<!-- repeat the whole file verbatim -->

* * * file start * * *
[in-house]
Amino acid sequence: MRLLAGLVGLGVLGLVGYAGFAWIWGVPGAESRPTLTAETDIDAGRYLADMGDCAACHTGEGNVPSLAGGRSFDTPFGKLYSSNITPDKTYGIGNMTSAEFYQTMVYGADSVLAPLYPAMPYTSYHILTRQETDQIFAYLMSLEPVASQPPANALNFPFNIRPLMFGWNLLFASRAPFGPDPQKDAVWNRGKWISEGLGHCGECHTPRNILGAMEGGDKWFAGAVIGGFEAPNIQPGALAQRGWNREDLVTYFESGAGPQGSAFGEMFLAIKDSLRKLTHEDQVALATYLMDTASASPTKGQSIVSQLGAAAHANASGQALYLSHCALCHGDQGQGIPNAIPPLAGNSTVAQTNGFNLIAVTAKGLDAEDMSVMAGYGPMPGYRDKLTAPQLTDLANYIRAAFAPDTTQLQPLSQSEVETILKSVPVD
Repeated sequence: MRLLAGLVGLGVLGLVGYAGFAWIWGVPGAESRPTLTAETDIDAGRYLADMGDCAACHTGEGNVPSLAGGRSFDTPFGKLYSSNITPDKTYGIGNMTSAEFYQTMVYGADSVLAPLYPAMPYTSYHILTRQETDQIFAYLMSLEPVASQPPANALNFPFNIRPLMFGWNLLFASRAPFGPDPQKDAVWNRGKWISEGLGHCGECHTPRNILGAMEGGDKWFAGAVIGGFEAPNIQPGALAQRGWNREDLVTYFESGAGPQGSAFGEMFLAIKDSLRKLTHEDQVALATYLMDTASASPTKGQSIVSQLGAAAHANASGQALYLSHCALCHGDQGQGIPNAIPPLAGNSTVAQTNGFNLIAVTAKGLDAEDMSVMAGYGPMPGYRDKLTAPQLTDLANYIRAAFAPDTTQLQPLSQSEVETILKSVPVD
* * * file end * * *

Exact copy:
[in-house]
Amino acid sequence: MRLLAGLVGLGVLGLVGYAGFAWIWGVPGAESRPTLTAETDIDAGRYLADMGDCAACHTGEGNVPSLAGGRSFDTPFGKLYSSNITPDKTYGIGNMTSAEFYQTMVYGADSVLAPLYPAMPYTSYHILTRQETDQIFAYLMSLEPVASQPPANALNFPFNIRPLMFGWNLLFASRAPFGPDPQKDAVWNRGKWISEGLGHCGECHTPRNILGAMEGGDKWFAGAVIGGFEAPNIQPGALAQRGWNREDLVTYFESGAGPQGSAFGEMFLAIKDSLRKLTHEDQVALATYLMDTASASPTKGQSIVSQLGAAAHANASGQALYLSHCALCHGDQGQGIPNAIPPLAGNSTVAQTNGFNLIAVTAKGLDAEDMSVMAGYGPMPGYRDKLTAPQLTDLANYIRAAFAPDTTQLQPLSQSEVETILKSVPVD
Repeated sequence: MRLLAGLVGLGVLGLVGYAGFAWIWGVPGAESRPTLTAETDIDAGRYLADMGDCAACHTGEGNVPSLAGGRSFDTPFGKLYSSNITPDKTYGIGNMTSAEFYQTMVYGADSVLAPLYPAMPYTSYHILTRQETDQIFAYLMSLEPVASQPPANALNFPFNIRPLMFGWNLLFASRAPFGPDPQKDAVWNRGKWISEGLGHCGECHTPRNILGAMEGGDKWFAGAVIGGFEAPNIQPGALAQRGWNREDLVTYFESGAGPQGSAFGEMFLAIKDSLRKLTHEDQVALATYLMDTASASPTKGQSIVSQLGAAAHANASGQALYLSHCALCHGDQGQGIPNAIPPLAGNSTVAQTNGFNLIAVTAKGLDAEDMSVMAGYGPMPGYRDKLTAPQLTDLANYIRAAFAPDTTQLQPLSQSEVETILKSVPVD